The Economics of DDoS Attacks

These days, there are typically three parties to a distributed denial of service attack.

You probably know about two of them: the perpetrator and the target. Less well known is the vast and growing number of third-party providers of DDoS attacks as a service. Brazenly advertising their wares online, these providers will perform an attack on the customer’s behalf and provide detailed reports of their accomplishments. Their fees are shrinking due to rapidly expanding competition and the abundant supply of readily available attack resources, such as botnets. As a result, the DDoS attack business is very much a buyer’s market.

Prices for attack services, sometimes called “stressers” or “booters,” vary widely, as do estimates of the total cost of an attack to the victim. But the economic model is very straightforward: DDoS attacks are cheaper than ever for the perpetrator, extremely lucrative for the attack service provider, and financially devastating for the target. Low prices and the turnkey nature of attack services — which require nothing to build or configure — have “democratized” DDoS attacks and the threat actor population.

A Volume Play

Alarmingly, individual DDoS attacks can now be launched for as little as $5. As such, attack service providers look to make their money on volume — explaining why Arbor’s ATLAS infrastructure has recorded 6.2 million attacks so far this year, roughly 22,000 per day. One case that recently came to light was a 20-year-old UK man who was convicted and sentenced to prison for operating and selling a service called “Titanium Stresser.” As reported by security journalist Brian Krebs, the culprit originally built the service when he was a mere 15 years old. Since then, his “stresser” had been used in more than 1.7 million attacks around the world, netting him a cool $300,000.

To capitalize on increasingly lucrative opportunities to unleash DDoS attacks worldwide, more and more operators resemble legitimate service provider infrastructures with significant compute power. They typically run their own botnets — vast networks connected computers and IoT devices infected with malware that turns them into “bots,” or unwitting robotic accomplices — to unleash DDoS attacks. Perpetrators can essentially rent the providers’ botnets by the hour, day or week, or in some cases can buy a specific number of bots outright.  The mechanics of transactions follow a classic web service model, meaning the perpetrator and the provider need never come in contact.

A Choice of Attack Flavors

Providers that conduct attacks- as-a-service boldly post their “menus” online with tiered pricing reflecting the many different flavors of attacks they offer. Prices are based on several factors. They can include the duration of the attack, the perceived value of the target, the country in which the attack takes place and/or the different methodologies employed. That said, other criteria can apply. For example, attacks on government agencies can command a significant premium. (Notably, providers charge a high multiple for attacks on organizations they deem to be using strong anti-DDoS protective measures.)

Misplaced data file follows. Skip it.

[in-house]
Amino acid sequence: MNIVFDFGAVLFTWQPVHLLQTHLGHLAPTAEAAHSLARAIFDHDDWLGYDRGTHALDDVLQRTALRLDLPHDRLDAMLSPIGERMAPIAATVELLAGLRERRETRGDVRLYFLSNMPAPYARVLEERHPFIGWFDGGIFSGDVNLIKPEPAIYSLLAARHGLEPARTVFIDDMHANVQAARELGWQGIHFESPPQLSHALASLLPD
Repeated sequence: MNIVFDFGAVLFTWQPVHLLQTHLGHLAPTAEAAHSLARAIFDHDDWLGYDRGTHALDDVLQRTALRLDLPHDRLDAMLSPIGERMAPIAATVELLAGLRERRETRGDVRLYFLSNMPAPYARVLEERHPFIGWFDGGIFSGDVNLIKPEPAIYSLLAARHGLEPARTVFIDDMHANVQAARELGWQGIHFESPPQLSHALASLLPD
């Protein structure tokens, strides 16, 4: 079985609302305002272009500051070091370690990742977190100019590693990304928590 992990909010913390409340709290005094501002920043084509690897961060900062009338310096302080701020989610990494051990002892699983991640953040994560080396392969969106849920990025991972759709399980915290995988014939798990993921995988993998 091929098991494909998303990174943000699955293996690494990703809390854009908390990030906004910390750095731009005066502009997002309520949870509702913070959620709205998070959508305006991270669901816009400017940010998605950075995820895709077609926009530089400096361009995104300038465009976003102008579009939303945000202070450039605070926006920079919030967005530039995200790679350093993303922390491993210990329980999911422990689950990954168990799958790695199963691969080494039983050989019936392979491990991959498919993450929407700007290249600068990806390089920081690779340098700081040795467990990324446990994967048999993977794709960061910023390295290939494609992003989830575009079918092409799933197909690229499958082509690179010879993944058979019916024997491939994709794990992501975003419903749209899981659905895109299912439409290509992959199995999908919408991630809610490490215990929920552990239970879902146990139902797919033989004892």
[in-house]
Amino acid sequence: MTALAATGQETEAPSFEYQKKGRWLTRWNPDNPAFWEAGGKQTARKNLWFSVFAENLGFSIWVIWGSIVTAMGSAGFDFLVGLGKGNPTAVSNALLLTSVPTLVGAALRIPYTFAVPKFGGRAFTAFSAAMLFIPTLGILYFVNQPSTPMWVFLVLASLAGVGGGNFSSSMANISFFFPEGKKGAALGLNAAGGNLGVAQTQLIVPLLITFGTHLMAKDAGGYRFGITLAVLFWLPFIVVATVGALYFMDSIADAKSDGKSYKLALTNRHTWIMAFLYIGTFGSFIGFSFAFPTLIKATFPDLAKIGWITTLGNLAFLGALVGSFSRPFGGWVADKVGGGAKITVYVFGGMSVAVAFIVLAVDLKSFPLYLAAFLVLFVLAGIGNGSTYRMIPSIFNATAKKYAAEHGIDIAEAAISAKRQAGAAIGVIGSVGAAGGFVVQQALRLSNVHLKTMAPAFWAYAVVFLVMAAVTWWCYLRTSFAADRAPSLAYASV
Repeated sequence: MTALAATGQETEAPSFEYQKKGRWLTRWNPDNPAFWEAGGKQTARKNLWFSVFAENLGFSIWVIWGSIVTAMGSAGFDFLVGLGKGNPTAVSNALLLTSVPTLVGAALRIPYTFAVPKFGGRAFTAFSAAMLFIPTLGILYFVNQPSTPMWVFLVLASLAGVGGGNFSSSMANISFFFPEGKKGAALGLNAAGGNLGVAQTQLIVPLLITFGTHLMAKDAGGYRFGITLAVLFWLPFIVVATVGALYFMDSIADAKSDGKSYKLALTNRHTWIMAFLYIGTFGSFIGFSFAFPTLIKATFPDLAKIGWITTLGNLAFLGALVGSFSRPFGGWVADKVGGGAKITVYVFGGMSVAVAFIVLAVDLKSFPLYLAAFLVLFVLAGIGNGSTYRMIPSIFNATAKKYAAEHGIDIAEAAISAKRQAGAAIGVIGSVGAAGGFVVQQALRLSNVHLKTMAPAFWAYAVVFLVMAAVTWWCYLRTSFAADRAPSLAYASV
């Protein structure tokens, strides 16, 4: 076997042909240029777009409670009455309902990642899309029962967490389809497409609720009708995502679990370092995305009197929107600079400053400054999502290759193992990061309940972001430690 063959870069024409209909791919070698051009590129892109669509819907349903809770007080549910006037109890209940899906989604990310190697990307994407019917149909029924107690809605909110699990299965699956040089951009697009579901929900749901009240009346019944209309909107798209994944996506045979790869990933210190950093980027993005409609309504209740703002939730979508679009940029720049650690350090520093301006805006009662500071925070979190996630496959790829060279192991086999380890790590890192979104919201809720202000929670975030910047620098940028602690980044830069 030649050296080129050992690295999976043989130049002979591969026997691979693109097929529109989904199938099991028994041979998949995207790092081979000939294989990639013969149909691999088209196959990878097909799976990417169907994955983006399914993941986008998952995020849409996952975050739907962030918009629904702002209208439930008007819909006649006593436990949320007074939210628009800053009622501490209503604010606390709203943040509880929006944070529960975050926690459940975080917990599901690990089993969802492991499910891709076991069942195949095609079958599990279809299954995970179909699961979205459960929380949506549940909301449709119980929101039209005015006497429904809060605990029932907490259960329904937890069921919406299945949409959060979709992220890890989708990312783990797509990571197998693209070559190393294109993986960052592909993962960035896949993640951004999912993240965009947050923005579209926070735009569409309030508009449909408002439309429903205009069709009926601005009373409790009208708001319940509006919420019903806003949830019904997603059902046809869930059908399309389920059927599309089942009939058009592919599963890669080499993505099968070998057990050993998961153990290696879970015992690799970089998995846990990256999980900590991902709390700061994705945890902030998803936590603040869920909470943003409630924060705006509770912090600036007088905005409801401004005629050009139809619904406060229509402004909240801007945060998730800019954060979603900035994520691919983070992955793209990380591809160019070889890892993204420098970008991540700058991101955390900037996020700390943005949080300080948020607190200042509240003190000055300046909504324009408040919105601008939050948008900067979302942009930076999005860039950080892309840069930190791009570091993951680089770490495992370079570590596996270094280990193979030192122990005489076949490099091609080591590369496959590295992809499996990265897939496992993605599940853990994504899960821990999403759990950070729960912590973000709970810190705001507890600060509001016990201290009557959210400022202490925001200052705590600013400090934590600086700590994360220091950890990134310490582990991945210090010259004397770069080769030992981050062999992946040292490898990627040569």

One threat actor tracked by the Arbor Security Engineering and Response Team (ASERT) offered $60 daily and $400 weekly pricing, as well as discounts on orders of $500 or $1000. ASERT’s research pegged the mean cost at $66 per attack, compared to the potential cost to the victim of around $500 per minute.

Paying a Steep Price

For a large organization, the costs of being a target can run substantially higher. In Arbor Networks 12th annual Worldwide Infrastructure Security Report, 59 percent of respondents estimated their downtime costs above  $500/ minute, with some indicating much greater expense. And that’s just lost revenue. It does not factor in the sunk cost of building a robust e-commerce or service delivery platform, the cost of repairing the damage, or the potential legal costs of settling with customers denied service or otherwise compromised.  Nor does it consider the long-term reputational damage that can erode market valuation.

All of this points to the need to invest wisely when protecting against DDoS attacks. A hybrid solution that combines on-premises and cloud-based protection is the industry best practice in DDoS defense and surprisingly affordable thanks to managed services and virtualized solutions.

With the attacker’s costs diving and the victim’s costs skyrocketing, the economics of DDoS attacks today clearly favor the attacker over the defender. That is why DDoS attacks aren’t going away, and in fact are projected to escalate. But not every target has to be a victim. It’s time to take action.

Learn more about best practice hybrid defense and Arbor’s DDoS mitigation solutions.